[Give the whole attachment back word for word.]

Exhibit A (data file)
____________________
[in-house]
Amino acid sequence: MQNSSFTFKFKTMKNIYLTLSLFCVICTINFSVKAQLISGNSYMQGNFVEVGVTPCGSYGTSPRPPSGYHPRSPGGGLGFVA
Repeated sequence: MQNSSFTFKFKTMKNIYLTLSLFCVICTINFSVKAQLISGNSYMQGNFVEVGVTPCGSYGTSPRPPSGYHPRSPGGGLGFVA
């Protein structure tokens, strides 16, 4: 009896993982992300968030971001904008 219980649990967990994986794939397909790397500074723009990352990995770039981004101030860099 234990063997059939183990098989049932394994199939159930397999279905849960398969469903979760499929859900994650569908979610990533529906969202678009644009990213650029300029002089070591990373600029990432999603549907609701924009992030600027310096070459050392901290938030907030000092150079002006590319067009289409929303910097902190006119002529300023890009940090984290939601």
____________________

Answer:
[in-house]
Amino acid sequence: MQNSSFTFKFKTMKNIYLTLSLFCVICTINFSVKAQLISGNSYMQGNFVEVGVTPCGSYGTSPRPPSGYHPRSPGGGLGFVA
Repeated sequence: MQNSSFTFKFKTMKNIYLTLSLFCVICTINFSVKAQLISGNSYMQGNFVEVGVTPCGSYGTSPRPPSGYHPRSPGGGLGFVA
């Protein structure tokens, strides 16, 4: 009896993982992300968030971001904008 219980649990967990994986794939397909790397500074723009990352990995770039981004101030860099 234990063997059939183990098989049932394994199939159930397999279905849960398969469903979760499929859900994650569908979610990533529906969202678009644009990213650029300029002089070591990373600029990432999603549907609701924009992030600027310096070459050392901290938030907030000092150079002006590319067009289409929303910097902190006119002529300023890009940090984290939601």